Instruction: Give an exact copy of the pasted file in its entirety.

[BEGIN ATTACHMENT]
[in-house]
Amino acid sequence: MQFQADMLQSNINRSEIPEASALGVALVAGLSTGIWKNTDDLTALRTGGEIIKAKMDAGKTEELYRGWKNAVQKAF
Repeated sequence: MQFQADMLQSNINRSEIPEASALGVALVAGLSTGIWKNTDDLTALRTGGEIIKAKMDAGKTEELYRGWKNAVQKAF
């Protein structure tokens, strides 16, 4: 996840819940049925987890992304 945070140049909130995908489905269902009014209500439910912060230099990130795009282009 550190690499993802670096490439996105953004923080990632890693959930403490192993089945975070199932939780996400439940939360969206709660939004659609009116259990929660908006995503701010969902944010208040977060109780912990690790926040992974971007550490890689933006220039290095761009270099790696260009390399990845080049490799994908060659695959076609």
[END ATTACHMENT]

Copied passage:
[in-house]
Amino acid sequence: MQFQADMLQSNINRSEIPEASALGVALVAGLSTGIWKNTDDLTALRTGGEIIKAKMDAGKTEELYRGWKNAVQKAF
Repeated sequence: MQFQADMLQSNINRSEIPEASALGVALVAGLSTGIWKNTDDLTALRTGGEIIKAKMDAGKTEELYRGWKNAVQKAF
């Protein structure tokens, strides 16, 4: 996840819940049925987890992304 945070140049909130995908489905269902009014209500439910912060230099990130795009282009 550190690499993802670096490439996105953004923080990632890693959930403490192993089945975070199932939780996400439940939360969206709660939004659609009116259990929660908006995503701010969902944010208040977060109780912990690790926040992974971007550490890689933006220039290095761009270099790696260009390399990845080049490799994908060659695959076609």